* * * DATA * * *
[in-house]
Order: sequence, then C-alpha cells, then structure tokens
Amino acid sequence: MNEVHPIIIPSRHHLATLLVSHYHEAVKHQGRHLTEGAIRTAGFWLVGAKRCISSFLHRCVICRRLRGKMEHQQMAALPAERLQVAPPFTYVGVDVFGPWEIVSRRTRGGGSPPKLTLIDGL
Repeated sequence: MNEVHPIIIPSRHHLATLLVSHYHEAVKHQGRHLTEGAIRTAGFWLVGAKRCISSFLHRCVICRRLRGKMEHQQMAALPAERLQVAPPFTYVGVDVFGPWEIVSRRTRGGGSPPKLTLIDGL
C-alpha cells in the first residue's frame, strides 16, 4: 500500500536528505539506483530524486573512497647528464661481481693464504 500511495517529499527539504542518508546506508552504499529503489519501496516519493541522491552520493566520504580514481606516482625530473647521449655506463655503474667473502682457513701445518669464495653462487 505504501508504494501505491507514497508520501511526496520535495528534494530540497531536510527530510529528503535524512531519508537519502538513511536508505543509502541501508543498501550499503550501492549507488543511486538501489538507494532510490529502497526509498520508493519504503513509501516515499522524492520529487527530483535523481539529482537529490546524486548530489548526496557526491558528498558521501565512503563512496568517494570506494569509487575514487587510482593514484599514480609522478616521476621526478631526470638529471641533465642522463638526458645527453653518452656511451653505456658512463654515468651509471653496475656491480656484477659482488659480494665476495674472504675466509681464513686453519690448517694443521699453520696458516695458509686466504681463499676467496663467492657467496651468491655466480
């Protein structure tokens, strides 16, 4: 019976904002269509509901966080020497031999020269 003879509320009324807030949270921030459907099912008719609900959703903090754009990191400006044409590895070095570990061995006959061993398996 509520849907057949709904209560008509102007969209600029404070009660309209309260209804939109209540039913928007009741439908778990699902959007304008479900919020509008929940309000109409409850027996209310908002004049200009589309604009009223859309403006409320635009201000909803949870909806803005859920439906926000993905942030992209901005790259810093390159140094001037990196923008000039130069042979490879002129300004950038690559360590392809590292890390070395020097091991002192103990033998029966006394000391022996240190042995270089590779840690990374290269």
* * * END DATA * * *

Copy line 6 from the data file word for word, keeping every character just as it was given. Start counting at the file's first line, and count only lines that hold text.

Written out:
């Protein structure tokens, strides 16, 4: 019976904002269509509901966080020497031999020269 003879509320009324807030949270921030459907099912008719609900959703903090754009990191400006044409590895070095570990061995006959061993398996 509520849907057949709904209560008509102007969209600029404070009660309209309260209804939109209540039913928007009741439908778990699902959007304008479900919020509008929940309000109409409850027996209310908002004049200009589309604009009223859309403006409320635009201000909803949870909806803005859920439906926000993905942030992209901005790259810093390159140094001037990196923008000039130069042979490879002129300004950038690559360590392809590292890390070395020097091991002192103990033998029966006394000391022996240190042995270089590779840690990374290269």